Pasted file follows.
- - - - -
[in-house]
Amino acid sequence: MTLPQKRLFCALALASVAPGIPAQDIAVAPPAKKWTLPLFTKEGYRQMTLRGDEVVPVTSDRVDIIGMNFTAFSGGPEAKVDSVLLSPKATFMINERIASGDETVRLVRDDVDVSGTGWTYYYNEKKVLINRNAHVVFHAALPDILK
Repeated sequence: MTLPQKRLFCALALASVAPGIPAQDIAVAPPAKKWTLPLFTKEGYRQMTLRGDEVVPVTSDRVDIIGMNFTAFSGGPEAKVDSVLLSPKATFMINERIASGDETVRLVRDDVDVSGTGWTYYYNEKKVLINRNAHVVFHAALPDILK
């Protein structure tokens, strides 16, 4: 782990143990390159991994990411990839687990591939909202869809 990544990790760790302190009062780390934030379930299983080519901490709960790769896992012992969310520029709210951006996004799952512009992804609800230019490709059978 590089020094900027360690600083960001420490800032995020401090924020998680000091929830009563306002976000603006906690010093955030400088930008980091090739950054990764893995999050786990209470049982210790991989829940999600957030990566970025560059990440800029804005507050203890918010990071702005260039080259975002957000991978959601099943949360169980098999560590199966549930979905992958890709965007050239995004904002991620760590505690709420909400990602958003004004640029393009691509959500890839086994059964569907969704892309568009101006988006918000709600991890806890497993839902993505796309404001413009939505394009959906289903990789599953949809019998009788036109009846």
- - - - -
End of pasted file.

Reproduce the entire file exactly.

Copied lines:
[in-house]
Amino acid sequence: MTLPQKRLFCALALASVAPGIPAQDIAVAPPAKKWTLPLFTKEGYRQMTLRGDEVVPVTSDRVDIIGMNFTAFSGGPEAKVDSVLLSPKATFMINERIASGDETVRLVRDDVDVSGTGWTYYYNEKKVLINRNAHVVFHAALPDILK
Repeated sequence: MTLPQKRLFCALALASVAPGIPAQDIAVAPPAKKWTLPLFTKEGYRQMTLRGDEVVPVTSDRVDIIGMNFTAFSGGPEAKVDSVLLSPKATFMINERIASGDETVRLVRDDVDVSGTGWTYYYNEKKVLINRNAHVVFHAALPDILK
């Protein structure tokens, strides 16, 4: 782990143990390159991994990411990839687990591939909202869809 990544990790760790302190009062780390934030379930299983080519901490709960790769896992012992969310520029709210951006996004799952512009992804609800230019490709059978 590089020094900027360690600083960001420490800032995020401090924020998680000091929830009563306002976000603006906690010093955030400088930008980091090739950054990764893995999050786990209470049982210790991989829940999600957030990566970025560059990440800029804005507050203890918010990071702005260039080259975002957000991978959601099943949360169980098999560590199966549930979905992958890709965007050239995004904002991620760590505690709420909400990602958003004004640029393009691509959500890839086994059964569907969704892309568009101006988006918000709600991890806890497993839902993505796309404001413009939505394009959906289903990789599953949809019998009788036109009846």